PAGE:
Interrogating Language: Carlos Andrés Gómez’s Fractures

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In my sophomore year of high school, I began a tradition of walking into school with my earphones connected to my iPod and hidden under my hijab, listening solemnly to Vitruvius, Carlos Andrés Gómez’s album of performed poems. Before I had a name for things, I was a student in a school that taught me how to be invisible. Between classes, I would watch YouTube clips of Carlos Andrés Gómez performing at the Nuyorican Poets Cafe, or the Bowery Poetry Club, and feel spellbound by such spaces. That there were rooms where one could square their shoulders, stand in the light, and stun an audience— into anger, laughter, silence—seemed inconceivable.

One day, toward the end of that same school year, I walked into my creative writing class to find my classmates cheering. Overnight, US Navy Seals had raided Osama bin Laden’s residence and shot him dead. Conscious suddenly of my friends’ lingering gazes, I slunk in my seat; the shame of proximity cast upon me. The teacher, in a fatigued attempt to hush the class, reprimanded us by saying, “You shouldn’t celebrate anyone’s death. Every death is a tragedy.”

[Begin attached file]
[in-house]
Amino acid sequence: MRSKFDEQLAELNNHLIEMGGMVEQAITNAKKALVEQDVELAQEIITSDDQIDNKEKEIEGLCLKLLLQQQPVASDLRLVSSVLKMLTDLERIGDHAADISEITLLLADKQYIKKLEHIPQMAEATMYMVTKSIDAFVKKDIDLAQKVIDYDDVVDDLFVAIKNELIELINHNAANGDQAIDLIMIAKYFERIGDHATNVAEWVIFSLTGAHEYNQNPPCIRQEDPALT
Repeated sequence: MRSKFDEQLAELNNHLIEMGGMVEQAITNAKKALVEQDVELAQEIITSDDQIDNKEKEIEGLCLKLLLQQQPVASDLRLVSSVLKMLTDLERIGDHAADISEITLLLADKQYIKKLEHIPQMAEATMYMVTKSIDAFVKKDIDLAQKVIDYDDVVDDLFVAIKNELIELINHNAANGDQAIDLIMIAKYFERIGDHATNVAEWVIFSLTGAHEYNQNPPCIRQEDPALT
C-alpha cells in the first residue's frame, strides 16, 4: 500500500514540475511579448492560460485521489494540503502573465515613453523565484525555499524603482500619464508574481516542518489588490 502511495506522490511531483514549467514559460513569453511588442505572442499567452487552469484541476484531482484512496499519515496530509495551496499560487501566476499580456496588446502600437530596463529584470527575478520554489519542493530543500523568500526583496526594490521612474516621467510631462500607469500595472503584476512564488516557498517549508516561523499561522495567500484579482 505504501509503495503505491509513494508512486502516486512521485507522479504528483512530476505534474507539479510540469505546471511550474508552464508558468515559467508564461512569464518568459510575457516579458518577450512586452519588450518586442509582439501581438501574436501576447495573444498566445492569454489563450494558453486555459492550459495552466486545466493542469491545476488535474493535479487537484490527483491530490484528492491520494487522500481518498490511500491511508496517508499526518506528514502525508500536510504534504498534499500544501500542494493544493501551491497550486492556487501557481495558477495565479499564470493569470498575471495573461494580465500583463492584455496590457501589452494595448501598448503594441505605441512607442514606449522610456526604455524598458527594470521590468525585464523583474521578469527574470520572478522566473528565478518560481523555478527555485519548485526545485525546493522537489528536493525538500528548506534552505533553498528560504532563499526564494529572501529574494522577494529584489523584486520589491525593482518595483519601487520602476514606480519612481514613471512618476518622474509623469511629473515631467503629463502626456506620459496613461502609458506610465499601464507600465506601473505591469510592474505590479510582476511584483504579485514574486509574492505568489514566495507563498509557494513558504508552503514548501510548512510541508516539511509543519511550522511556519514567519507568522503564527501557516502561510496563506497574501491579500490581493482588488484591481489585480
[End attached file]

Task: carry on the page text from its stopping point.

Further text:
In Fractures, Carlos Andrés Gómez’s full-length debut (University of Wisconsin Press, October 2020), death and life are laid atop each other to create kaleidoscopes of resurrection. Gómez’s poems are not interested in marking the tragedy of death, but rather in making coherent the ways death lingers, pushes against, and becomes indistinguishable from, life itself. We enter the collection with the antechamber poem “Hijito,” which depicts, initially, a literal overlay of the speaker’s face atop a reflection of Michael Brown’s. Immediately, the contours of reality are questioned as the speaker’s vision is thrust into a cloud of doubt: “[t]his sly mirror. This taut mirage.” As such, we enter the world of the collection neither forgotten in death nor fully alive when the speaker reveals the awaited birth of their child as America’s ravaging racial violence continues:

…Today, she is
nine weeks along, he is almost eighteen,